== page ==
Temperature Facts

We’ve all heard someone ask what the temperature is outside. Perhaps your mother has said you have a temperature and should go to bed.

Maybe you’ve complained that the temperature was too hot in the car. So, what is temperature?

Let’s explore some facts and be sure to test your knowledge with our fun quiz at the end!

escaping-car

Temperature is a way of measuring how hot and cold it is, and we often use a thermometer to do this. 

Temperature is important in all fields of study: Physics, Chemistry, Earth Science, natural science, medicine and biology, and of course in our daily lives.

heat-temperature

Temperature is different than measuring heat, but they are linked. Temperature is a measure of internal energy, and heat is a measure of how the energy is transferred from one thing to another.

The kinetic theory describes how gases and liquids will absorb heat which makes the molecules move faster and this increases the temperature of the gas or liquid.

There are three scales used to measure temperature: the Celsius scale (°C); the Fahrenheit scale (°F); and the Kelvin scale, which is used mostly in science and technology.

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Each scale differs in where it denotes zero and the degrees on the scale.

Galileo in the early 1600s was the first scientist to use a device to measure heat and cold.

No one knows for sure if he invented the device or borrowed it from someone else. He called the device a thermoscope.

thermoscope

In England in 1638, Dr. Robert Fludd built a thermoscope that had a built-in temperature scale and this was the first thermometer.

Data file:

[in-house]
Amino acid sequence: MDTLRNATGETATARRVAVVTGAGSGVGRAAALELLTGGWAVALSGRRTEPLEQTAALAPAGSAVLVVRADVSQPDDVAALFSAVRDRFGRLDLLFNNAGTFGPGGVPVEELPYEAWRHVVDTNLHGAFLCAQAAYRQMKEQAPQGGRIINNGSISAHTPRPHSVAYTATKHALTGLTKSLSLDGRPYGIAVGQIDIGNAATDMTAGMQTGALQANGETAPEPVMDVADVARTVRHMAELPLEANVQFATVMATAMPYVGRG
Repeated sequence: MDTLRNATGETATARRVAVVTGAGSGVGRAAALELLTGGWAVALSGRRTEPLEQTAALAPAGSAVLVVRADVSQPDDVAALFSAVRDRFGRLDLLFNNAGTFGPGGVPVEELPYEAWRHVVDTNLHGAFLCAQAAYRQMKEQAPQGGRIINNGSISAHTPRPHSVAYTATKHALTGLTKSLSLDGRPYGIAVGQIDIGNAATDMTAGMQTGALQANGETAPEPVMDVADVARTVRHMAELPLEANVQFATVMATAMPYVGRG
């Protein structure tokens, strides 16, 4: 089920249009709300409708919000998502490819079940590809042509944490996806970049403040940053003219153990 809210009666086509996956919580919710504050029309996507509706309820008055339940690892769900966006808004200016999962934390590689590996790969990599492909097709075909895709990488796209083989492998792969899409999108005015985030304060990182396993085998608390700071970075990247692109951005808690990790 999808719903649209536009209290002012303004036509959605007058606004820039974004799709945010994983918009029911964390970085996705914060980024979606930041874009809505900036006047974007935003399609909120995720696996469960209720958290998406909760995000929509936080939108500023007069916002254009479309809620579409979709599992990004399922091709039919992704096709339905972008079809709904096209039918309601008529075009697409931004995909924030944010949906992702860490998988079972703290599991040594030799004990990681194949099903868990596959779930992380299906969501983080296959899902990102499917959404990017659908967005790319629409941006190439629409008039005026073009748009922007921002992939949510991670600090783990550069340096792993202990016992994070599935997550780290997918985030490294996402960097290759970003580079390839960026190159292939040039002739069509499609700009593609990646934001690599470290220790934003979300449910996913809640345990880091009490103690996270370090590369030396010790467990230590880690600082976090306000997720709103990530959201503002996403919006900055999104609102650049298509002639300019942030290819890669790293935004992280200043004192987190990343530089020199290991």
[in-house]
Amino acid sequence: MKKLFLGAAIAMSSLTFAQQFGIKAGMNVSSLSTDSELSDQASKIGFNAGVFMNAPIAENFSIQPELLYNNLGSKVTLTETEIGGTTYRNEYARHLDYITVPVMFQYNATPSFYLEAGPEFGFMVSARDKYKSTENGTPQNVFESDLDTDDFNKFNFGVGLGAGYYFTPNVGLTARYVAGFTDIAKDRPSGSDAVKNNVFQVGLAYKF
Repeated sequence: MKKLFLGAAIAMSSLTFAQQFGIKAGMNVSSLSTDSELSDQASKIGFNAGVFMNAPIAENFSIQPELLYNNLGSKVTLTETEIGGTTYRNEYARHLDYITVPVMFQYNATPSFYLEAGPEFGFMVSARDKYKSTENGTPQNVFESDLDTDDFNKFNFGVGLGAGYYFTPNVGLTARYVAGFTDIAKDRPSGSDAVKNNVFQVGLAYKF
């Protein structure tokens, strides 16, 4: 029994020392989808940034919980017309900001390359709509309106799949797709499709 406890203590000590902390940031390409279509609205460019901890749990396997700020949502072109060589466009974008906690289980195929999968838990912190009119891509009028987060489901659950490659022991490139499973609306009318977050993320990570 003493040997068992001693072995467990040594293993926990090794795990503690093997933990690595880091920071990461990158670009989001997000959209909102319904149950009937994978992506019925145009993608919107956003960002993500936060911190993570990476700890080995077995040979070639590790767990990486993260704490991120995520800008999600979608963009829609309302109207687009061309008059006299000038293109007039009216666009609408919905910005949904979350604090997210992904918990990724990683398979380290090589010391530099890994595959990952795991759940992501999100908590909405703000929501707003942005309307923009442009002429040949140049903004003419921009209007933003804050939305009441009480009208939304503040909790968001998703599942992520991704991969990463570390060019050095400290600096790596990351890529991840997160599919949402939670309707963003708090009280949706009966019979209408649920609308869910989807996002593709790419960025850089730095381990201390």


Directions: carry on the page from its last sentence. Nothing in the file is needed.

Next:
Over the years, many scientists made many thermometers with their own scales for measuring.

In the early 1700s, Daniel Gabriel Fahrenheit built a thermometer with alcohol and then one with mercury in the tube.

thermometer invention

Mercury is very sensitive to changes in temperature. He set his scale at -32 ° for the freezing point of water and 212 ° for the boiling point of water.

This became widely accepted by scientists around the world.

In the 1700s, Anders Celsius developed a new scale. The Celsius scale is the most common scale used throughout the world, although the United States still uses Fahrenheit.

Anders-Celsius

Zero degrees Celsius or 0 °C is the point at which water freezes at sea level, and 100 °C is the point at which water boils at sea level.

Because of the 100 degree difference between freezing and boiling, it is also called the centigrade scale. One interesting fact is that -40 °C is the same as -40 °F.

weather satellites

When the weatherman reports the temperatures outside, they will often mention ‘wind chill’ as a weather warning.

Wind chill drops the temperature that you feel on your exposed skin. The faster the wind blows, the lower the temperature will seem. Exposed skin could freeze and cause frost-bite.

The other term you will hear during the summer is the ‘heat index’. This is a combination of air temperature and the amount of moisture in the air.

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It isn’t the actual temperature outside, but it is a description of how cold the air will feel on your body.

If a person is outside in hot temperatures for long periods, there is a danger of suffering heat stroke, which can be life threatening.

Now it’s time to test how high on the scale your knowledge reaches with our temperature quiz!

quiz-time

Fun Temperature Quiz

  1. Who was the first person to invent a way of measuring temperature?
  2. What did he call his invention?
  3. What is the freezing point of water in Celsius and in Fahrenheit?
  4. What is the most common way to measure temperature in the world?
  5. What is a weather warning for temperature?

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Answers:

  1. Galileo was the first person to invent a way of measuring temperature.
  2. Galileo called his invention a thermoscope.
  3. Water freezes at 0 °C and -32 °F.
  4. Celsius is the world’s most common way of measuring temperature.
  5. A temperature weather warning lets people know when they are in danger due to high temperatures. You may get these warning in very hot states such as Arizona!

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